Despite more than 80 percent of Danes associating themselves with the Evangelical Lutheran Church, otherwise known as the Church of Denmark, it’s safe to say that Denmark is largely a secular society.
Every year fewer and fewer Danes attend weekly church services, and more people than ever before identify themselves as atheists or agnostics. While this is a trend echoed in many Western societies, Denmark and the rest of Scandinavia have a long history of pagan beliefs, with Christianity’s initial adoption based as much on pragmatism as anything else.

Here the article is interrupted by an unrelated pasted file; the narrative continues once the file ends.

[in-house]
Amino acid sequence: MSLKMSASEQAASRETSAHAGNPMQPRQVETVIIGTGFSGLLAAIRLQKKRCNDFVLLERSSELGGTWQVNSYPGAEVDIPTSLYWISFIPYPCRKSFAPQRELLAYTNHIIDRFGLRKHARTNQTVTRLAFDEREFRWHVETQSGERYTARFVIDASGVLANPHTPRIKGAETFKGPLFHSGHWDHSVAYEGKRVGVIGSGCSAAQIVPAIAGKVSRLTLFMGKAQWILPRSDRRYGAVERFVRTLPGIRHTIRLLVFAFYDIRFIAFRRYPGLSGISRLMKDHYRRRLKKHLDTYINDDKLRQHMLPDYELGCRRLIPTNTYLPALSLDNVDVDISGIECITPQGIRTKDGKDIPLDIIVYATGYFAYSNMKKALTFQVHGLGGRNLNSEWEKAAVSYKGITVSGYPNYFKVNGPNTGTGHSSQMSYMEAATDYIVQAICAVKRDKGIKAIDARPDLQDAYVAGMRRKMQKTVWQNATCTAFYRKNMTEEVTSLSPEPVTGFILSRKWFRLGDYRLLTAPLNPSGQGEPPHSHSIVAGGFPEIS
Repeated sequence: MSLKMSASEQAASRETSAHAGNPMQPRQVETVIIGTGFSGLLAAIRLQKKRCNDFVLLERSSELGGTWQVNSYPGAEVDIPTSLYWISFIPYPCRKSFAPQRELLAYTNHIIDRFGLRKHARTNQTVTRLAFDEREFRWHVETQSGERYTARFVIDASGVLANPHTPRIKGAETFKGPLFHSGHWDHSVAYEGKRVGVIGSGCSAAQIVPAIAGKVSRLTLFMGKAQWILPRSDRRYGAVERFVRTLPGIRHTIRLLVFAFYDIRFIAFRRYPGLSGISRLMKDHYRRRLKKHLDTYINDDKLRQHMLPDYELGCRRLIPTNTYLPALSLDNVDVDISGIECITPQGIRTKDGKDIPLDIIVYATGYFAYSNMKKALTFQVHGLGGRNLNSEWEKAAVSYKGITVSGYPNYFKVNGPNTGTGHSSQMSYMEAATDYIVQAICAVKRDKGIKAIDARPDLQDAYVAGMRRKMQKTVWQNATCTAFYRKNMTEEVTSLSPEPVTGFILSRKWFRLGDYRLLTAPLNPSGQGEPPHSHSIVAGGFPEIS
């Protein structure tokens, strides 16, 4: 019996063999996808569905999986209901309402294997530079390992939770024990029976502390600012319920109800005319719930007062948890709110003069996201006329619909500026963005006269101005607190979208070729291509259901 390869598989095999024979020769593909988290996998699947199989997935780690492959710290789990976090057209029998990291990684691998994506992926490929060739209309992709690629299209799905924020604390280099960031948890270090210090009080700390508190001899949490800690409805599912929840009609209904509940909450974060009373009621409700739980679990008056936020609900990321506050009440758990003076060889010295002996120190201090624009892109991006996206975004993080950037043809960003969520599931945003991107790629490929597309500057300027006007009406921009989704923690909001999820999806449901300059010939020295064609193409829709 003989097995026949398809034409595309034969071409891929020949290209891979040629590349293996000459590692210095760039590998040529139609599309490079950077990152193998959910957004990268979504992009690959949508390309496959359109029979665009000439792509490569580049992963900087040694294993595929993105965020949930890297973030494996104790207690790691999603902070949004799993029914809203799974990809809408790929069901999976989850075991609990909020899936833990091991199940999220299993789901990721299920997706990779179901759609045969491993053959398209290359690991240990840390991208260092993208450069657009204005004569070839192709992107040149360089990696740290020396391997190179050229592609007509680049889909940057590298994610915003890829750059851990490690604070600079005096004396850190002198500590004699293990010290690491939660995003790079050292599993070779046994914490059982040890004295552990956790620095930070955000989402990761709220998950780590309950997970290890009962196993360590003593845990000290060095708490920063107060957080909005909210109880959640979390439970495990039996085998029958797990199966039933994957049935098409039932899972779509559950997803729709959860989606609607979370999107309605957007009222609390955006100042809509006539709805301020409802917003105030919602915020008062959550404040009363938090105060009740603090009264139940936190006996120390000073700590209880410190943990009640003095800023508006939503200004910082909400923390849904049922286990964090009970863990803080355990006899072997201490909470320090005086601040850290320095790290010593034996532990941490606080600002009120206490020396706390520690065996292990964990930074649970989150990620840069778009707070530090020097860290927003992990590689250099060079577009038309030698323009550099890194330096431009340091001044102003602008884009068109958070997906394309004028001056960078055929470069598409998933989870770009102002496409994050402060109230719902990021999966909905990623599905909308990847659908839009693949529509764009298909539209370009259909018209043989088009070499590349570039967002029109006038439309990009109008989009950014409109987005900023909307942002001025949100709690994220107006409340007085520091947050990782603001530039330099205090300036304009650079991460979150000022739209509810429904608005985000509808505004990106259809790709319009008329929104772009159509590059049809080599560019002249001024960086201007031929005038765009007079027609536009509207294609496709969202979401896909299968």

Before the arrival of Christianity, Denmark followed the religion that we refer to today as Norse mythology, a unique and distinct blend of beliefs with a complicated system of associations. In Norse mythology, there are nine worlds, each connected by the world tree, ‘Yggdrasil’. With a host of gods including Odin, Thor and Loki, the religion is characterised by its myths and legends and focuses on man’s quest to achieve glory or honour in this world in order to be accepted into the next.